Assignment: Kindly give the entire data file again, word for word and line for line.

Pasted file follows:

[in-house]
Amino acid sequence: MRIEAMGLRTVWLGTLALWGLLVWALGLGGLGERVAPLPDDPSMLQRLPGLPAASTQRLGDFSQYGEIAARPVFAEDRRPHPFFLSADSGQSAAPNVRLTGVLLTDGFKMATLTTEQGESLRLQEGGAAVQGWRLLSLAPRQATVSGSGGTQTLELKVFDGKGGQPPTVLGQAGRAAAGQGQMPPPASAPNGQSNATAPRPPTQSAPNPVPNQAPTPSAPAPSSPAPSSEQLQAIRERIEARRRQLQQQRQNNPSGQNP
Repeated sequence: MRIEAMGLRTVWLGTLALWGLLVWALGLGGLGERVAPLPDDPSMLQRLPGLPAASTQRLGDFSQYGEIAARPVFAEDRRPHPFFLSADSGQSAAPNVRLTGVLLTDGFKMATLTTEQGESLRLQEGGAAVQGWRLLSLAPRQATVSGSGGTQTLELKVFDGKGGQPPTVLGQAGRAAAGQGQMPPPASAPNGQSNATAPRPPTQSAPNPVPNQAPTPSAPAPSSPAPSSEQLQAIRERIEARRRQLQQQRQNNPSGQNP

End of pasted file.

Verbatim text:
[in-house]
Amino acid sequence: MRIEAMGLRTVWLGTLALWGLLVWALGLGGLGERVAPLPDDPSMLQRLPGLPAASTQRLGDFSQYGEIAARPVFAEDRRPHPFFLSADSGQSAAPNVRLTGVLLTDGFKMATLTTEQGESLRLQEGGAAVQGWRLLSLAPRQATVSGSGGTQTLELKVFDGKGGQPPTVLGQAGRAAAGQGQMPPPASAPNGQSNATAPRPPTQSAPNPVPNQAPTPSAPAPSSPAPSSEQLQAIRERIEARRRQLQQQRQNNPSGQNP
Repeated sequence: MRIEAMGLRTVWLGTLALWGLLVWALGLGGLGERVAPLPDDPSMLQRLPGLPAASTQRLGDFSQYGEIAARPVFAEDRRPHPFFLSADSGQSAAPNVRLTGVLLTDGFKMATLTTEQGESLRLQEGGAAVQGWRLLSLAPRQATVSGSGGTQTLELKVFDGKGGQPPTVLGQAGRAAAGQGQMPPPASAPNGQSNATAPRPPTQSAPNPVPNQAPTPSAPAPSSPAPSSEQLQAIRERIEARRRQLQQQRQNNPSGQNP